Business groups support School District 51 ballot measure
Two business groups have come out in support of a ballot measure to increase property tax revenues for Mesa County School District 51.
The Grand Junction Area Chamber of Commerce Board of Directors voted to support a measure that will appear on the November election ballot. The Grand Junction Economic Partnership Board of Directors also has come out in favor of the measure.
The Mesa County School District 51 Board of Education voted to place a measure on the ballot requesting a mill levy override.
If voters approve the measure, District 51 would be allowed to override a statewide mill levy freeze and assess an additional seven mills of property tax for six years. The increase would raise an estimated $12.5 million for the district each year at the current level of property values in the county.
The mill levy is the number by which the assessed value of a property is multiplied to calculate yearly property taxes. The mill levy freeze initially was implemented in 2007 as a way for Colorado to collect higher property tax revenues for schools because the freeze was instituted during a period of rising property values. But as property values decline, the unintended outcome of the freeze has been reduced tax revenues at a time when schools already are cutting budgets because of declining state revenues.
In late June, the District 51 Board of Education approved a $138.4 million budget for the 2011-2012 year. With $13.6 million in budget reductions, the district announced the reduction of 185 full-time positions and cut the school year by three days. The cuts are a portion of a total of $28 million in reductions since the spring of 2009.
Melissa Callahan deVita, executive director of support services for School District 51, said in an earlier interview with the Business Times, additional revenue from increased property taxes would be used for teachers, time and technology. Some teaching positions would likely be reinstated, the school year would be extended to help offset the reduction of three instructional days in the upcoming school year and more time would be spent teaching students how to use modern technology.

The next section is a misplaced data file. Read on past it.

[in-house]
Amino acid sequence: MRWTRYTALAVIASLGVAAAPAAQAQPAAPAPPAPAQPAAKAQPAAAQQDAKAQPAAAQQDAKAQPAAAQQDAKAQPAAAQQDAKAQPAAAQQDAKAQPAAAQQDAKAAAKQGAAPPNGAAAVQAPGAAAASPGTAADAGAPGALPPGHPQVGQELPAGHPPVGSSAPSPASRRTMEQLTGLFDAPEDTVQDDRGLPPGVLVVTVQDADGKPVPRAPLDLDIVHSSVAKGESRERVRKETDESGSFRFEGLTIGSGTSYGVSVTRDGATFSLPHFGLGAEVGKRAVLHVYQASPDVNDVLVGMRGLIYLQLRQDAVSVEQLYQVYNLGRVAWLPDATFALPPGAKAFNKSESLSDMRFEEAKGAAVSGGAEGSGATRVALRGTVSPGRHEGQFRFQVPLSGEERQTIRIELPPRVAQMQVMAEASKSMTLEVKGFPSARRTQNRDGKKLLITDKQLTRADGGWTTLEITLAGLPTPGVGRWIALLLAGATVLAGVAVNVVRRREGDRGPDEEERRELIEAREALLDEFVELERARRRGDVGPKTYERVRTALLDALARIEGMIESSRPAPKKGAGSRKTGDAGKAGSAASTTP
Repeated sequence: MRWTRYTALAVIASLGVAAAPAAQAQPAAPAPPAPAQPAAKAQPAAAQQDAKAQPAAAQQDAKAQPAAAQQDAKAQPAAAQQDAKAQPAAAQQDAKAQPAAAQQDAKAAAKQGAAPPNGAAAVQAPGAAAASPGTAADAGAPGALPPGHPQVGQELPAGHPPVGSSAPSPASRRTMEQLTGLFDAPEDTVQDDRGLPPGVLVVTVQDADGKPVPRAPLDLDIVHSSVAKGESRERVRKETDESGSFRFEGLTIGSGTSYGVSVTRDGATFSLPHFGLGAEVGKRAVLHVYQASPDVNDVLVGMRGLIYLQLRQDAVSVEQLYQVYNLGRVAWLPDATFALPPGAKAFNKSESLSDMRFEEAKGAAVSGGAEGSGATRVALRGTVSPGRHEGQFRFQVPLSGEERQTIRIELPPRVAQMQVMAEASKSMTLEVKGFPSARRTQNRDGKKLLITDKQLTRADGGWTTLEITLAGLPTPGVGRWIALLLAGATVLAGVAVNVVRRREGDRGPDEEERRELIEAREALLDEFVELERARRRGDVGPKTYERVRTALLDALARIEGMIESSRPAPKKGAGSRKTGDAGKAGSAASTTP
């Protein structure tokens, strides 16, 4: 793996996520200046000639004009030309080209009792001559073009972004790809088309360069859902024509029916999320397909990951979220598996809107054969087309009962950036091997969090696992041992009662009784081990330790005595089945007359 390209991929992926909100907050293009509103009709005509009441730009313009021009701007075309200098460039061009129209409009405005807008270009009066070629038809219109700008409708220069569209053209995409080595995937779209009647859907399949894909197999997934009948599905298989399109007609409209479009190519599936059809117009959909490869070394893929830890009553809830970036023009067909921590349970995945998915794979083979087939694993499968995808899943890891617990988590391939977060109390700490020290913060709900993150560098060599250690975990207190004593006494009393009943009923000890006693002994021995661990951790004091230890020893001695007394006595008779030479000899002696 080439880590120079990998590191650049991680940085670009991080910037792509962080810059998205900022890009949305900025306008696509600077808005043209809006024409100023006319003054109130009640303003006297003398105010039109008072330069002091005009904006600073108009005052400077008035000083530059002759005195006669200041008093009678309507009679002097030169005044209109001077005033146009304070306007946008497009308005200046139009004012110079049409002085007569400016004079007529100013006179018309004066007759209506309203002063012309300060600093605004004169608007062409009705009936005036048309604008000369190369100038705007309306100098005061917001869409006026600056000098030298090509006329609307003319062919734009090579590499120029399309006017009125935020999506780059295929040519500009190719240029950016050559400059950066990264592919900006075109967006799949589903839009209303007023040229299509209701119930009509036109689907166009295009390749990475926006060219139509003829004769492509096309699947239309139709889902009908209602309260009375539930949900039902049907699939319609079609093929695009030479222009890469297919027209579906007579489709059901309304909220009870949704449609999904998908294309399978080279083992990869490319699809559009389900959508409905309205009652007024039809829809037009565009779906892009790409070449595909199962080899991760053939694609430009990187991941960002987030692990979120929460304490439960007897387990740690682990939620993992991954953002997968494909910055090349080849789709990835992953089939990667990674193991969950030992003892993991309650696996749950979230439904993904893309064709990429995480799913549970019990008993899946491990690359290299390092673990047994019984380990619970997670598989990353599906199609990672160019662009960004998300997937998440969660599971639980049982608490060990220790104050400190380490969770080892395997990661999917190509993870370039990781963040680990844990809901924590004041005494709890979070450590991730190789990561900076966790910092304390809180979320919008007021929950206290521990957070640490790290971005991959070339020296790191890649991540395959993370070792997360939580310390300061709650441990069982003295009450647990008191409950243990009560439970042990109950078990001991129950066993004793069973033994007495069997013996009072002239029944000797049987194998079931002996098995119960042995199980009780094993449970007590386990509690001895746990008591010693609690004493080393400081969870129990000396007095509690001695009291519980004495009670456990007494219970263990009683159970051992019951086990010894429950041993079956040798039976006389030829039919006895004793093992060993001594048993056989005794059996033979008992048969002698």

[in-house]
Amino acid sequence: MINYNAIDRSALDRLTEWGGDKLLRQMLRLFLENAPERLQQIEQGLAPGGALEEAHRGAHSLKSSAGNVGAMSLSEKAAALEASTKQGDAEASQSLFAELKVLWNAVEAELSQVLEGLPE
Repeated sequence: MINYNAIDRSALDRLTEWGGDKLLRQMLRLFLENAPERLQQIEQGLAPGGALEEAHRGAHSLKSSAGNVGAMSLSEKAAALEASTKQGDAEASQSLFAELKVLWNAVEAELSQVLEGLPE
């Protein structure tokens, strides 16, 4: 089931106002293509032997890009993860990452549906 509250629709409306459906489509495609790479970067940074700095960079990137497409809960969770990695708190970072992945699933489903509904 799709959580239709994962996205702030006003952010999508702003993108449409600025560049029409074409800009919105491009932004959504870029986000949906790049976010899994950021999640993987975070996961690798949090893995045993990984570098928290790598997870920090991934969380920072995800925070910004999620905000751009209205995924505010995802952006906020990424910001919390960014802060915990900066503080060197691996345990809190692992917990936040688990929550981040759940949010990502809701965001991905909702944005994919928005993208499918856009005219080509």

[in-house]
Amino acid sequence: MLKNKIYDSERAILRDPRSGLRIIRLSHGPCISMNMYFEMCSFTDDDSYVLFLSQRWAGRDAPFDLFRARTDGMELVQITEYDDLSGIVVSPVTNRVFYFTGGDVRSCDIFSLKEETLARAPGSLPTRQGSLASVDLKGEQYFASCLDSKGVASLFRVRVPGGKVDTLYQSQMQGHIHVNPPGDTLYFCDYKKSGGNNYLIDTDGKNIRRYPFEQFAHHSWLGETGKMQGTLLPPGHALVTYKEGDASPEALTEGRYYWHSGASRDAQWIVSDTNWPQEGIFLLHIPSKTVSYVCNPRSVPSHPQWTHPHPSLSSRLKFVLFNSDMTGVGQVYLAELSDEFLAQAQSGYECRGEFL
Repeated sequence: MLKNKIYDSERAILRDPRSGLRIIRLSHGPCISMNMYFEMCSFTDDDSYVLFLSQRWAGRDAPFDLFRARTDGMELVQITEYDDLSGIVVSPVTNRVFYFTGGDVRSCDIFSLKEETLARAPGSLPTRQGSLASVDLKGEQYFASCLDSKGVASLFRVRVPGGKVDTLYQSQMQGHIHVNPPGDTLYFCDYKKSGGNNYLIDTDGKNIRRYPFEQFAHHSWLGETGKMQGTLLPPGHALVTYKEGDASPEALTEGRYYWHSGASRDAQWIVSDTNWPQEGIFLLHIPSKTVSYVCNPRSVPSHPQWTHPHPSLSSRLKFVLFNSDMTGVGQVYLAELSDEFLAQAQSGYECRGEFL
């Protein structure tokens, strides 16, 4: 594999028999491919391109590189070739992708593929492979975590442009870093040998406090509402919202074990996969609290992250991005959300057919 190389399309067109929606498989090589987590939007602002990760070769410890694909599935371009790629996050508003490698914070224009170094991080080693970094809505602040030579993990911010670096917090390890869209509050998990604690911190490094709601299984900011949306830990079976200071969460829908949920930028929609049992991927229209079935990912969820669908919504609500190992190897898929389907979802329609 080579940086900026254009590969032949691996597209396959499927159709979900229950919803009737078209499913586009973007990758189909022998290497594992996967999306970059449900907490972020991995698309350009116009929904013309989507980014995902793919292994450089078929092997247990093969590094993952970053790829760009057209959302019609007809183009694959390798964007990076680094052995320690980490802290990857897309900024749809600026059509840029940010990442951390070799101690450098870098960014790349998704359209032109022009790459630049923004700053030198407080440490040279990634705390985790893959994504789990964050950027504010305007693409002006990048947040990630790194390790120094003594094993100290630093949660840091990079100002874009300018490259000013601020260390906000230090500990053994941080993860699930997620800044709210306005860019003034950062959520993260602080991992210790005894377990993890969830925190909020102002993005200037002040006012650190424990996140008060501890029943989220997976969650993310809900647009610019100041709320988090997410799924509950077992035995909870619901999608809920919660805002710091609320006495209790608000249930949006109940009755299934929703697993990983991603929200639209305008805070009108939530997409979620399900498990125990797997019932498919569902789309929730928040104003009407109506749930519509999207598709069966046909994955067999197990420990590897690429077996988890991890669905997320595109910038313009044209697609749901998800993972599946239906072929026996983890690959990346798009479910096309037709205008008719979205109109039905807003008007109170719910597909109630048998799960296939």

According to a news release from the Grand Junction Area Chamber of Commerce, the board considered the effects of increased taxes on commercial property owners. The board voted to support the ballot measure, however, for a number of reasons:
Businesses depend on education and work force development to find qualified employees.
School District 51 ranks among the lowest funded schools in Colorado in terms of general fund appropriations under the School Finance Act funding formula. District 51 will receive about $6,100 per student this year, while the state average is $8,400.
School District 51 has already cut its budget the past three years and faces an additional $8 million in cuts if current state budget forecasts hold true.
The local ballot measure would insure that all funds collected are spent in the local school system under the local control of the school board and administration.
The amount of the local tax will vary with the assessed valuation of property, meaning lower values will cushion the effects of the tax increase.
The School District 51 tax increase would end after six years, at which time the school board and community could re-evaluate financial needs.
Kelly Flenniken, interim director of the Grand Junction Economic Partnership, said that group’s board voted to support the measure because of the importance of public education to economic development.
The quality of local schools and workforce training are among the criteria companies use in determining where to open or relocate operations, Flenniken said. “It really is an important part of the big picture.”
In addition to voting to support the School District 51 ballot measure, the chamber board came out against a statewide ballot measure that propose to increase sales and income taxes to generate additional revenue for public schools in Colorado. The GJEP board didn’t consider the statewide measure.
Proposition 103 — a ballot initiative speared by State Sen. Rollie Heath, a Democrat from Boulder — will ask Colorado voters to raise their taxes for five years in generate an estimated $3 billion in additional funding for education. If approved by voters, the measure would increase the state personal and corporate income tax rates from 4.63 percent to 5 percent. The measure also would raise the state sales tax rate from 2.9 percent to 3 percent.
In its news release, the chamber noted that the statewide measure would allocate additional tax revenues under the same formula in which School District 51 receives funding at a lower level than other districts in the state.